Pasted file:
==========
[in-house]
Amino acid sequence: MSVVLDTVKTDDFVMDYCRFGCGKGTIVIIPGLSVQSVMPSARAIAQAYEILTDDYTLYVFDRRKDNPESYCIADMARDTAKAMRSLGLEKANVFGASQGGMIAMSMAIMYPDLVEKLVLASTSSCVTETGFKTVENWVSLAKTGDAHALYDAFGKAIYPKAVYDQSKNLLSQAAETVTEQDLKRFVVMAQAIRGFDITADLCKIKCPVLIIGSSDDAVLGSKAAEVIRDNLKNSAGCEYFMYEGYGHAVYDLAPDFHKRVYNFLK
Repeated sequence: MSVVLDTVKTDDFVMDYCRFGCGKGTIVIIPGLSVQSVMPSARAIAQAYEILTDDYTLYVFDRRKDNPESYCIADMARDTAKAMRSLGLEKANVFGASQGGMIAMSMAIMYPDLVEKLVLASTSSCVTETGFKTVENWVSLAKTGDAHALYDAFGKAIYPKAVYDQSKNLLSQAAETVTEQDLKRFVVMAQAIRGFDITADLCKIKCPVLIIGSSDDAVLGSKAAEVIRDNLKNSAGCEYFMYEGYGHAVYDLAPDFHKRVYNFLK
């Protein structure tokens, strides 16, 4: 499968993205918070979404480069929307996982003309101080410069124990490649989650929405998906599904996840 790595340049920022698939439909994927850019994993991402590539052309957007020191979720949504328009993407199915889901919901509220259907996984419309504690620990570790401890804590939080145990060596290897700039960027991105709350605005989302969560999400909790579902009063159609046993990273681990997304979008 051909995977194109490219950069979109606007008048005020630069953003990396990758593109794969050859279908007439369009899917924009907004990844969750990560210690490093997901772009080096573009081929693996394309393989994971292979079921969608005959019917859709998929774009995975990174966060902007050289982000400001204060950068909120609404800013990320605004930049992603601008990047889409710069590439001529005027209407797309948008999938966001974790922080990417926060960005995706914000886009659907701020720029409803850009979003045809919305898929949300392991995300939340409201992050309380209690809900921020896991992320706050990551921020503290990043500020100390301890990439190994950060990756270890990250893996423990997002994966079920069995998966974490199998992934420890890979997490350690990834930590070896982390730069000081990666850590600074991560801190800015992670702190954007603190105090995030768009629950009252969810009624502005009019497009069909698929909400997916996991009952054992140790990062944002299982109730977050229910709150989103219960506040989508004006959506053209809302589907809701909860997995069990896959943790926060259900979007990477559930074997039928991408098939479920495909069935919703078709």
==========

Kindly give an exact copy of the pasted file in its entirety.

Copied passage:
[in-house]
Amino acid sequence: MSVVLDTVKTDDFVMDYCRFGCGKGTIVIIPGLSVQSVMPSARAIAQAYEILTDDYTLYVFDRRKDNPESYCIADMARDTAKAMRSLGLEKANVFGASQGGMIAMSMAIMYPDLVEKLVLASTSSCVTETGFKTVENWVSLAKTGDAHALYDAFGKAIYPKAVYDQSKNLLSQAAETVTEQDLKRFVVMAQAIRGFDITADLCKIKCPVLIIGSSDDAVLGSKAAEVIRDNLKNSAGCEYFMYEGYGHAVYDLAPDFHKRVYNFLK
Repeated sequence: MSVVLDTVKTDDFVMDYCRFGCGKGTIVIIPGLSVQSVMPSARAIAQAYEILTDDYTLYVFDRRKDNPESYCIADMARDTAKAMRSLGLEKANVFGASQGGMIAMSMAIMYPDLVEKLVLASTSSCVTETGFKTVENWVSLAKTGDAHALYDAFGKAIYPKAVYDQSKNLLSQAAETVTEQDLKRFVVMAQAIRGFDITADLCKIKCPVLIIGSSDDAVLGSKAAEVIRDNLKNSAGCEYFMYEGYGHAVYDLAPDFHKRVYNFLK
């Protein structure tokens, strides 16, 4: 499968993205918070979404480069929307996982003309101080410069124990490649989650929405998906599904996840 790595340049920022698939439909994927850019994993991402590539052309957007020191979720949504328009993407199915889901919901509220259907996984419309504690620990570790401890804590939080145990060596290897700039960027991105709350605005989302969560999400909790579902009063159609046993990273681990997304979008 051909995977194109490219950069979109606007008048005020630069953003990396990758593109794969050859279908007439369009899917924009907004990844969750990560210690490093997901772009080096573009081929693996394309393989994971292979079921969608005959019917859709998929774009995975990174966060902007050289982000400001204060950068909120609404800013990320605004930049992603601008990047889409710069590439001529005027209407797309948008999938966001974790922080990417926060960005995706914000886009659907701020720029409803850009979003045809919305898929949300392991995300939340409201992050309380209690809900921020896991992320706050990551921020503290990043500020100390301890990439190994950060990756270890990250893996423990997002994966079920069995998966974490199998992934420890890979997490350690990834930590070896982390730069000081990666850590600074991560801190800015992670702190954007603190105090995030768009629950009252969810009624502005009019497009069909698929909400997916996991009952054992140790990062944002299982109730977050229910709150989103219960506040989508004006959506053209809302589907809701909860997995069990896959943790926060259900979007990477559930074997039928991408098939479920495909069935919703078709």